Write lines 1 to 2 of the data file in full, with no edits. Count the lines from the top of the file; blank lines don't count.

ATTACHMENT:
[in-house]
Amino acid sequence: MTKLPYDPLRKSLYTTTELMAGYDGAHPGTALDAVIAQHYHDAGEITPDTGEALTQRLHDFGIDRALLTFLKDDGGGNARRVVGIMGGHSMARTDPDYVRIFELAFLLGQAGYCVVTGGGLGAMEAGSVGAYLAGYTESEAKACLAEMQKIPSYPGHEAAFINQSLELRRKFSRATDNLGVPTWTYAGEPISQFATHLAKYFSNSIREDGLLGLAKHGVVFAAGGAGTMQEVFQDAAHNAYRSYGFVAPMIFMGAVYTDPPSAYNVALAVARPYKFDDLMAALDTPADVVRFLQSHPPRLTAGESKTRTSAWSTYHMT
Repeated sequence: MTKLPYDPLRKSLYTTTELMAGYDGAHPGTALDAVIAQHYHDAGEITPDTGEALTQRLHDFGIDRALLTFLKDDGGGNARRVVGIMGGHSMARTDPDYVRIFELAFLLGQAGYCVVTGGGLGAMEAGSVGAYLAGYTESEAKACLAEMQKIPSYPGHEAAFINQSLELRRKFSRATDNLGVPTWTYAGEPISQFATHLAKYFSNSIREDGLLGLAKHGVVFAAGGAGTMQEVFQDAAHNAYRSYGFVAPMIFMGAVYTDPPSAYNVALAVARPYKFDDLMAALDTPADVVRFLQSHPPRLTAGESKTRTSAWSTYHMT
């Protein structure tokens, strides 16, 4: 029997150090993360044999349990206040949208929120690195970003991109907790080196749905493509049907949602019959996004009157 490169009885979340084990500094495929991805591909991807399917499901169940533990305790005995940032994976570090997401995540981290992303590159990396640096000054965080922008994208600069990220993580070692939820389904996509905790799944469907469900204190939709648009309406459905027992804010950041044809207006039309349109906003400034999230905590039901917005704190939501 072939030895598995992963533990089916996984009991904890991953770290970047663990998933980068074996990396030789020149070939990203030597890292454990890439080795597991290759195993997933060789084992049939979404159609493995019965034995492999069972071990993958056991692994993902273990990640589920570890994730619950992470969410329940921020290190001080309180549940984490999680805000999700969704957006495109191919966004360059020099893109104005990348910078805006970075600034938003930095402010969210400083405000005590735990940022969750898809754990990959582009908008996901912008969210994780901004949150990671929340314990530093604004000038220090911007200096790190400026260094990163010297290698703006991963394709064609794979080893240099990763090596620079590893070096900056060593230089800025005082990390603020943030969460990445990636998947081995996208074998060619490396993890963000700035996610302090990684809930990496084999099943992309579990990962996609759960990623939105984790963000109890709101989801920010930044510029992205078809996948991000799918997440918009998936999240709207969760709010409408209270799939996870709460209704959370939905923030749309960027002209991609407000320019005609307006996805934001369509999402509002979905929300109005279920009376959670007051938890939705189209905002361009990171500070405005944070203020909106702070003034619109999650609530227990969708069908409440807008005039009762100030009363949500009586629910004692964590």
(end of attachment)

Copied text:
[in-house]
Amino acid sequence: MTKLPYDPLRKSLYTTTELMAGYDGAHPGTALDAVIAQHYHDAGEITPDTGEALTQRLHDFGIDRALLTFLKDDGGGNARRVVGIMGGHSMARTDPDYVRIFELAFLLGQAGYCVVTGGGLGAMEAGSVGAYLAGYTESEAKACLAEMQKIPSYPGHEAAFINQSLELRRKFSRATDNLGVPTWTYAGEPISQFATHLAKYFSNSIREDGLLGLAKHGVVFAAGGAGTMQEVFQDAAHNAYRSYGFVAPMIFMGAVYTDPPSAYNVALAVARPYKFDDLMAALDTPADVVRFLQSHPPRLTAGESKTRTSAWSTYHMT